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Article
January 1985

Solitary Gingival Enlargement

Author Affiliations

The Johns Hopkins University School of Medicine, Baltimore; St Joseph Hospital, Lancaster, Pa

Arch Dermatol. 1985;121(1):125-126. doi:10.1001/archderm.1985.01660010129037
Abstract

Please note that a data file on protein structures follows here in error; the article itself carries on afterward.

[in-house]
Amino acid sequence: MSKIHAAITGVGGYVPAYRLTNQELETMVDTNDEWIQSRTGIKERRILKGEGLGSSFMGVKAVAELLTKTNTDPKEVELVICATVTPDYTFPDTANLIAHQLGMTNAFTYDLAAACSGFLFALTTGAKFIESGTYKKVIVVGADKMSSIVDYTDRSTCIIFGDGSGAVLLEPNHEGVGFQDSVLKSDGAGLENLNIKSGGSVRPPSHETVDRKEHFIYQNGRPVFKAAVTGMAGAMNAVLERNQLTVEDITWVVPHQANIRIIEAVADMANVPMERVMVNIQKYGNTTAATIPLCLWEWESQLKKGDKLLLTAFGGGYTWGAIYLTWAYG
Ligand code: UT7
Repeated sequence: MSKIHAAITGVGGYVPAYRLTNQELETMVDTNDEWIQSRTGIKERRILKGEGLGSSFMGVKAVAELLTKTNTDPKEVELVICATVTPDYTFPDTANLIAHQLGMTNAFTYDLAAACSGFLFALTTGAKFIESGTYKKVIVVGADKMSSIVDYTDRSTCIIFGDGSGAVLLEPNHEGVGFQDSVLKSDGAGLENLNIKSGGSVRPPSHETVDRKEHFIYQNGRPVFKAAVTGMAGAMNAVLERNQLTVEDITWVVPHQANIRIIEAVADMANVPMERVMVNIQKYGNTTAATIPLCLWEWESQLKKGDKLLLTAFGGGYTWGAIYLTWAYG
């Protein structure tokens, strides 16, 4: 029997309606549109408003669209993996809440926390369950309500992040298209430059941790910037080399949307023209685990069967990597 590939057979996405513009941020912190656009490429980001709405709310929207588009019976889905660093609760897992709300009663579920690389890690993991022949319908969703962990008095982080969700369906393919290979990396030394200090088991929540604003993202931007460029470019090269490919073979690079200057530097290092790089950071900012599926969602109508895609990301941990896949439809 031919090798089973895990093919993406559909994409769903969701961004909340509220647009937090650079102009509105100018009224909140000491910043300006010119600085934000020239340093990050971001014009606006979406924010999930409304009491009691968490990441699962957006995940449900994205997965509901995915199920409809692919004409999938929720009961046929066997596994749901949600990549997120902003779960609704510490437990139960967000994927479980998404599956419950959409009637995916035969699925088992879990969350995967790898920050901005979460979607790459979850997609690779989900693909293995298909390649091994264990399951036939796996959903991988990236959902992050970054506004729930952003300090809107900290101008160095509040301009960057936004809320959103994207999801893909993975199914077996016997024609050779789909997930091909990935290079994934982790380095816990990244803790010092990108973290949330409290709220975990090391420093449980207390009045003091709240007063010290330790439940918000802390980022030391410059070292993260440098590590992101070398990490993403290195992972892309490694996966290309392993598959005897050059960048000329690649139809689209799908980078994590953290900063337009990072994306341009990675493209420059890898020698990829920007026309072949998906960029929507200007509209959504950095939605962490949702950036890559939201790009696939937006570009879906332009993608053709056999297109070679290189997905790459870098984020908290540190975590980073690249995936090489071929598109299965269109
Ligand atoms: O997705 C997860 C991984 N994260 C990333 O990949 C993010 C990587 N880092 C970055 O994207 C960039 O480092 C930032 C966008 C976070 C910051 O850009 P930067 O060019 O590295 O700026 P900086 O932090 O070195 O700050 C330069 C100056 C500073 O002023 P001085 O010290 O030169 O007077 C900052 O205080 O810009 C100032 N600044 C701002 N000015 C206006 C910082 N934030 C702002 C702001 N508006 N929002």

REPORT OF A CASE  A 55-year-old man, on routine oral examination, had a blue, raised, soft-tissue lesion on the crest of the right anterior mandibular alveolar ridge (Fig 1). The region was edentulous; the teeth had been extracted previously for unknown reasons. When the patient closed his mouth, the right maxillary lateral incisor traumatized the lesion. The patient had a history of maturity-onset diabetes mellitus and congestive heart failure. His diabetes was complicated by retinopathy, peripheral neuropathy, and gangrene of his toes, which required a below-the-knee leg amputation. The oral lesion was excised with the patient under local anesthesia, and it was submitted for microscopic examination. At the same time, the remaining teeth were removed because of periodontal disease.On microscopic examination, the specimen was covered with nonulcerated stratified squamous epithelium (Figs 2 and 3). In the center of the specimen, separated from the epithelium by a zone of dense

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